Norway’s Supreme Court cleared editor Stein-Erik Mattsson on pornography charges, ending Mattson’s three-year long battle to modernize Norway’s censorship practices. Importers are now gearing up to flood Norway with porn, but authorities may still keep it out.
Right: Stein-Erik Mattson with his issue of ‘Free’ Aktuell Rapport, which dropped its price tag and censorship bars and started the legal process that ended Wednesday.
PHOTO: ERLEND AAS/SCANPIX
Mattsson flouted Norway’s insistence on putting black censorship bars over images of ‘genitalia in action that may offend’ by printing up an uncensored but far from sensational magazine called Frie Aktuell Rapport. He not only gave it away, he sent a copy to every Member of Parliament and waited for trouble.
The long legal process that resulted nearly broke Mattsson. After first being acquitted, prosecutors appealed the verdict but the appeals court unanimously rejected the appeal. The Oslo district attorney then took the case to the Supreme Court, but having lost his job in the interim, Mattsson offered to pay his fine in order to put an end to the matter.
But he had no choice once the case was on the Supreme Court agenda. Instead, he made a convincing argument, showing judges a lengthy montage of film sequences passed by Norway’s board of film censors on artistic grounds that was far more disturbing than run-of-the-mill sex without bits covered.
The Supreme Court couldn’t stand watching it all, and agreed that standards had changed since the law’s inception.
“After a collective assessment I have concluded that the threshold for what today is deemed to be offensive – and therefore punishable – cannot be said to have been transgressed,” is how first-voting Supreme Court judge Ole Bjørn Støle ruled, and the decision was unanimous.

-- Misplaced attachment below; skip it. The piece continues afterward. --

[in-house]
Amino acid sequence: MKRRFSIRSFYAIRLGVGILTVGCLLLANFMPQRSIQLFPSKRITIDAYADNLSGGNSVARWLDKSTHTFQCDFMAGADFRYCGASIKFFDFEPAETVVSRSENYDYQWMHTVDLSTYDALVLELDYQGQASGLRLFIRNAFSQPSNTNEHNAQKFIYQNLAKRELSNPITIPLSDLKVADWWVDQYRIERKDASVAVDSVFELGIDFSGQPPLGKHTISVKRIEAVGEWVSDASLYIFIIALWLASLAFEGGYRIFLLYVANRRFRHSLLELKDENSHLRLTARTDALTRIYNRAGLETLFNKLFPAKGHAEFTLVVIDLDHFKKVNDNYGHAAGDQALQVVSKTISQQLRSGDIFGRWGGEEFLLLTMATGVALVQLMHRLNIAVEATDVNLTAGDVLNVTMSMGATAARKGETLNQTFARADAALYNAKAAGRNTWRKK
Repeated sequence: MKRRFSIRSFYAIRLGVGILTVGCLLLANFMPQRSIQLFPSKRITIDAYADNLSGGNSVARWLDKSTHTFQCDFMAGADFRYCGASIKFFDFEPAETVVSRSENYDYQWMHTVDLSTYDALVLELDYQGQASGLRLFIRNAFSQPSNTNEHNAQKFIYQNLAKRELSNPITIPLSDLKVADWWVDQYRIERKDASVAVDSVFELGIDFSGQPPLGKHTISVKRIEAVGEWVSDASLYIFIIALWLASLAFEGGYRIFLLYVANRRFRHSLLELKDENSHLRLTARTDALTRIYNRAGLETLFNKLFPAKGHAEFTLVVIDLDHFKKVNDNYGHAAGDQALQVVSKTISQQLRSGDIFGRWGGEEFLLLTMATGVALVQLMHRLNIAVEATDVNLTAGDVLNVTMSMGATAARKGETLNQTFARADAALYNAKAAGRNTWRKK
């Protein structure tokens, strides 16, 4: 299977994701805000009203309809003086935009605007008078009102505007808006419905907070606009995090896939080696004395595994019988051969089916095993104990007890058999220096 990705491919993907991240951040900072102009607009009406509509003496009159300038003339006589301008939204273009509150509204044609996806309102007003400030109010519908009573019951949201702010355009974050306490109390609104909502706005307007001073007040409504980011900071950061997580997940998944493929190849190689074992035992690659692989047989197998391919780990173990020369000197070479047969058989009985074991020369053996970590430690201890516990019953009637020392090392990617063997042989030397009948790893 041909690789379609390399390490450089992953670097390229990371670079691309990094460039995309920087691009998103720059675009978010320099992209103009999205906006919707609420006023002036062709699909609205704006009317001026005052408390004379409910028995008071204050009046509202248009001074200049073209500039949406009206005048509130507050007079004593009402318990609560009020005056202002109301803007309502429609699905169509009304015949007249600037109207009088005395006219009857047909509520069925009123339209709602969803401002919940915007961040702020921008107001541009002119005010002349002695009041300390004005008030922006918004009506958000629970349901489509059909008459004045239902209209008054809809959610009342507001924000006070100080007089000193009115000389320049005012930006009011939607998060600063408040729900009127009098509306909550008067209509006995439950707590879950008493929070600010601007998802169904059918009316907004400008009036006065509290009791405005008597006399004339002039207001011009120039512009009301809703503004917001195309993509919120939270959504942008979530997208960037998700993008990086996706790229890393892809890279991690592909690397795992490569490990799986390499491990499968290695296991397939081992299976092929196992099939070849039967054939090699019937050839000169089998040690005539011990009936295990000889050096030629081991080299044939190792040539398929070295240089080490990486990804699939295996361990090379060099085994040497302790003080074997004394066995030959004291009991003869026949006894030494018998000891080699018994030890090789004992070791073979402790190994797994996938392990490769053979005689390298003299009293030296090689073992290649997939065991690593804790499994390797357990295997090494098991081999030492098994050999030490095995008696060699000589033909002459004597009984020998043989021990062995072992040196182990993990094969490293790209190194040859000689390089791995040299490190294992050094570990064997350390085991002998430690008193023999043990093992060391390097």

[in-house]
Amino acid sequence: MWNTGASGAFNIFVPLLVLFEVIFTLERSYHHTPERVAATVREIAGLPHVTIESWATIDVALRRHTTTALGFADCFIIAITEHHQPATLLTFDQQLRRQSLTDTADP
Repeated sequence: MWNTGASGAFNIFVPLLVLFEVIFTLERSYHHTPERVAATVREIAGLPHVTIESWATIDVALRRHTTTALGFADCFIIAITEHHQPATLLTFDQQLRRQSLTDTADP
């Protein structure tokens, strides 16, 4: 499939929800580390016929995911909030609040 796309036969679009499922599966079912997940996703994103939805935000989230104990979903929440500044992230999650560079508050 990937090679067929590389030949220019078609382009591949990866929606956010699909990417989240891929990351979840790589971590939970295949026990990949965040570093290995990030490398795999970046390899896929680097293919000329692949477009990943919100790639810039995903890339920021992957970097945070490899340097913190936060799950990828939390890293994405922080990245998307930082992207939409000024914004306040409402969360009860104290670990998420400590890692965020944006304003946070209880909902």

Mattson said the ruling finally upheld his view that he had done nothing wrong by showing ‘regular sex’, uncovered, and he sent his thanks to Socialist Left Party politician and porn hater Lena Jensen, for bringing the original complaint against him.
Norway’s porn industry is ready to open the floodgates for uncensored material, but doubts remain.
“We are waiting to push the button, first we just have to make sure exactly what is legal,” said Finn Engnes, manager of Erotic Wholesales, who has so far specialized in importing sex toys, oils and lingerie. Engnes said he expects a green light and is already lining up producers from Europe and the USA.
Leif Aage Hagen, Norway’s major player in the sex and porn industry in Norway, said he had been planning for this day for 30 years.
“A Norwegian version of the American “Hustler” will be launched as soon as possible, maybe already before New Year’s,” Hagen said.
Film channel Canal + said they had no immediate plans to drop the black bars that obscure the action on their late night erotic films.
“We interpret the ruling to apply to the printed medium and not film. We conduct ourselves according to Norwegian law and so will not be changing our programming offering because of this ruling,” said Canal + managing director Bjørn Stangjordet.
Meanwhile, politicians are ready to respond by introducing new and more specific legislation to keep porn at bay. Parliamentary members of the governing coalition signaled that they would push for a new examination of censorship legislation, and they can expect the enthusiastic support of the Christian Democrats.
Aftenposten’s Norwegian reporters
Kristian Skalland Moen, Gudmund Bartnes and Lars Ditlev Hansen
Aftenposten English Web Desk
This is an article from www.aftenposten.no.
Updated: 08. desember 2005 kl.19:32
It can be found at this address: http://www.aftenposten.no/english/local/article1174517.ece